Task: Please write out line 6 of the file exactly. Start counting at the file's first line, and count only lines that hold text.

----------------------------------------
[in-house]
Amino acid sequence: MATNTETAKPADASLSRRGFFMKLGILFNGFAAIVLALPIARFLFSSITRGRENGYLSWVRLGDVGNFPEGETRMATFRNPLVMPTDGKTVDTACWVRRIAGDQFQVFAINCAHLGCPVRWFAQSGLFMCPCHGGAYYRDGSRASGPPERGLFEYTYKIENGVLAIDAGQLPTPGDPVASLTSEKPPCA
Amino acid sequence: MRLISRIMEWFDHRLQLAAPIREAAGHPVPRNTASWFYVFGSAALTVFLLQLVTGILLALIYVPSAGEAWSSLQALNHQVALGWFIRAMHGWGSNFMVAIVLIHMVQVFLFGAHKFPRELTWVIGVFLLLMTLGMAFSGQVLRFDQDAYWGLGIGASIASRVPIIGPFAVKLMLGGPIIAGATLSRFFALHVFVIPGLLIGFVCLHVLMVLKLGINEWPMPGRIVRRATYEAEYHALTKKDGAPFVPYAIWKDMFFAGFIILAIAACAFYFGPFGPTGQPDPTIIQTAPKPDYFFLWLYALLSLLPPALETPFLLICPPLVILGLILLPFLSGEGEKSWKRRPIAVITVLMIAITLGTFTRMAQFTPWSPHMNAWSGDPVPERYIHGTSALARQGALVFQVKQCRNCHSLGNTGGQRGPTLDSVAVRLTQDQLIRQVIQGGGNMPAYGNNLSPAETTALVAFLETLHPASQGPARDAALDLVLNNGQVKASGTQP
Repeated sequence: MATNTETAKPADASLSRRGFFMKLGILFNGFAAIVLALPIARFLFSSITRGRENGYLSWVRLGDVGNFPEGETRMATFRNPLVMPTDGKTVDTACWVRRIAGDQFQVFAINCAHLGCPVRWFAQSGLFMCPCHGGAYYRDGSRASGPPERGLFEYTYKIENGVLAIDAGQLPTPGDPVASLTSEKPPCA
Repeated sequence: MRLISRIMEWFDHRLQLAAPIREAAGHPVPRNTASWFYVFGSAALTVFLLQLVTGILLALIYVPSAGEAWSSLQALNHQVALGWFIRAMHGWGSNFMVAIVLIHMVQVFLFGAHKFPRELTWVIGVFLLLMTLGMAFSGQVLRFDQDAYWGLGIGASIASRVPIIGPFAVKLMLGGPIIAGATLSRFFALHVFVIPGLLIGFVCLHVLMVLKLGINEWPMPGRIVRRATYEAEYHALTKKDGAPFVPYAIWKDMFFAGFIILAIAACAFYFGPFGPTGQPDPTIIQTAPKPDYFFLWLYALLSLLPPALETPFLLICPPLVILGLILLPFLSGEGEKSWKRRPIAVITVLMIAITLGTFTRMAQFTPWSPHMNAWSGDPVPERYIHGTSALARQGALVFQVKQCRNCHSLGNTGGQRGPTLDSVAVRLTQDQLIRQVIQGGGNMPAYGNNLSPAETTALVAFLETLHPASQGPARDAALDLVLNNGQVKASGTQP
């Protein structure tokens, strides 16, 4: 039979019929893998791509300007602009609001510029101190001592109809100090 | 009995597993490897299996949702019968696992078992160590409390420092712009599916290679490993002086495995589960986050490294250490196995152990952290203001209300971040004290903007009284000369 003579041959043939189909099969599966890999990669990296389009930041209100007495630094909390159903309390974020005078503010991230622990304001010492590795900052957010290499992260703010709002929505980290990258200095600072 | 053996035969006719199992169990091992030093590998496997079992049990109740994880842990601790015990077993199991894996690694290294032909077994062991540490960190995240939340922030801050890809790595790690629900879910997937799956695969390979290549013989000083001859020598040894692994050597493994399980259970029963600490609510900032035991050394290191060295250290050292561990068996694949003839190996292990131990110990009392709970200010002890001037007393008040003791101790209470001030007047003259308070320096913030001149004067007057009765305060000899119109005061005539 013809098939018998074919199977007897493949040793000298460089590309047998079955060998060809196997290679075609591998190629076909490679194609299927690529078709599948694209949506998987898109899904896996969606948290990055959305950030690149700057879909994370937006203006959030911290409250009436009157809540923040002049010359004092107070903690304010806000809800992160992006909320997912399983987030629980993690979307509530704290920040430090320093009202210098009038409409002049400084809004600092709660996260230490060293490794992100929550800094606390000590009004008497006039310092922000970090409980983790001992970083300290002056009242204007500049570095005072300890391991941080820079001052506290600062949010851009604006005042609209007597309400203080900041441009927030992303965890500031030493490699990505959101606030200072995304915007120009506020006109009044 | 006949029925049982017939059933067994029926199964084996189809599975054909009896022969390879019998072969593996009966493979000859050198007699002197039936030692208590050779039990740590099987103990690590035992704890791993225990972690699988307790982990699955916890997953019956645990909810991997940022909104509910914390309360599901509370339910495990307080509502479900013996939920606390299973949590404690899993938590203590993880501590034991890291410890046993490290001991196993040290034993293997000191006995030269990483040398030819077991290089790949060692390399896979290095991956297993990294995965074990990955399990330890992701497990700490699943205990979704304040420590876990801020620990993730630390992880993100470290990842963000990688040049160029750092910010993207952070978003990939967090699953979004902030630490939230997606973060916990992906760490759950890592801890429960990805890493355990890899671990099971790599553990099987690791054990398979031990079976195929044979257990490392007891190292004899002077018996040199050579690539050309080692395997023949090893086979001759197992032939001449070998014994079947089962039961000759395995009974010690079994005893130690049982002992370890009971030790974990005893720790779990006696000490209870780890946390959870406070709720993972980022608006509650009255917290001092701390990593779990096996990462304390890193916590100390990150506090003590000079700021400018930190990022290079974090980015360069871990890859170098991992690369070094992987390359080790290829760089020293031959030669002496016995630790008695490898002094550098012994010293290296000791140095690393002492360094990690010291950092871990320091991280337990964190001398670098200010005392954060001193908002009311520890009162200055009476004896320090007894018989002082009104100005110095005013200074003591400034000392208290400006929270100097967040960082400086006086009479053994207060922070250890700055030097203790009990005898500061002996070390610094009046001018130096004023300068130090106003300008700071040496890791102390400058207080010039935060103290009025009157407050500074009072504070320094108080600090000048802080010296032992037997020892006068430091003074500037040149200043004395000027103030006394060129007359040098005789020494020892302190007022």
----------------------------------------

């Protein structure tokens, strides 16, 4: 039979019929893998791509300007602009609001510029101190001592109809100090 | 009995597993490897299996949702019968696992078992160590409390420092712009599916290679490993002086495995589960986050490294250490196995152990952290203001209300971040004290903007009284000369 003579041959043939189909099969599966890999990669990296389009930041209100007495630094909390159903309390974020005078503010991230622990304001010492590795900052957010290499992260703010709002929505980290990258200095600072 | 053996035969006719199992169990091992030093590998496997079992049990109740994880842990601790015990077993199991894996690694290294032909077994062991540490960190995240939340922030801050890809790595790690629900879910997937799956695969390979290549013989000083001859020598040894692994050597493994399980259970029963600490609510900032035991050394290191060295250290050292561990068996694949003839190996292990131990110990009392709970200010002890001037007393008040003791101790209470001030007047003259308070320096913030001149004067007057009765305060000899119109005061005539 013809098939018998074919199977007897493949040793000298460089590309047998079955060998060809196997290679075609591998190629076909490679194609299927690529078709599948694209949506998987898109899904896996969606948290990055959305950030690149700057879909994370937006203006959030911290409250009436009157809540923040002049010359004092107070903690304010806000809800992160992006909320997912399983987030629980993690979307509530704290920040430090320093009202210098009038409409002049400084809004600092709660996260230490060293490794992100929550800094606390000590009004008497006039310092922000970090409980983790001992970083300290002056009242204007500049570095005072300890391991941080820079001052506290600062949010851009604006005042609209007597309400203080900041441009927030992303965890500031030493490699990505959101606030200072995304915007120009506020006109009044 | 006949029925049982017939059933067994029926199964084996189809599975054909009896022969390879019998072969593996009966493979000859050198007699002197039936030692208590050779039990740590099987103990690590035992704890791993225990972690699988307790982990699955916890997953019956645990909810991997940022909104509910914390309360599901509370339910495990307080509502479900013996939920606390299973949590404690899993938590203590993880501590034991890291410890046993490290001991196993040290034993293997000191006995030269990483040398030819077991290089790949060692390399896979290095991956297993990294995965074990990955399990330890992701497990700490699943205990979704304040420590876990801020620990993730630390992880993100470290990842963000990688040049160029750092910010993207952070978003990939967090699953979004902030630490939230997606973060916990992906760490759950890592801890429960990805890493355990890899671990099971790599553990099987690791054990398979031990079976195929044979257990490392007891190292004899002077018996040199050579690539050309080692395997023949090893086979001759197992032939001449070998014994079947089962039961000759395995009974010690079994005893130690049982002992370890009971030790974990005893720790779990006696000490209870780890946390959870406070709720993972980022608006509650009255917290001092701390990593779990096996990462304390890193916590100390990150506090003590000079700021400018930190990022290079974090980015360069871990890859170098991992690369070094992987390359080790290829760089020293031959030669002496016995630790008695490898002094550098012994010293290296000791140095690393002492360094990690010291950092871990320091991280337990964190001398670098200010005392954060001193908002009311520890009162200055009476004896320090007894018989002082009104100005110095005013200074003591400034000392208290400006929270100097967040960082400086006086009479053994207060922070250890700055030097203790009990005898500061002996070390610094009046001018130096004023300068130090106003300008700071040496890791102390400058207080010039935060103290009025009157407050500074009072504070320094108080600090000048802080010296032992037997020892006068430091003074500037040149200043004395000027103030006394060129007359040098005789020494020892302190007022």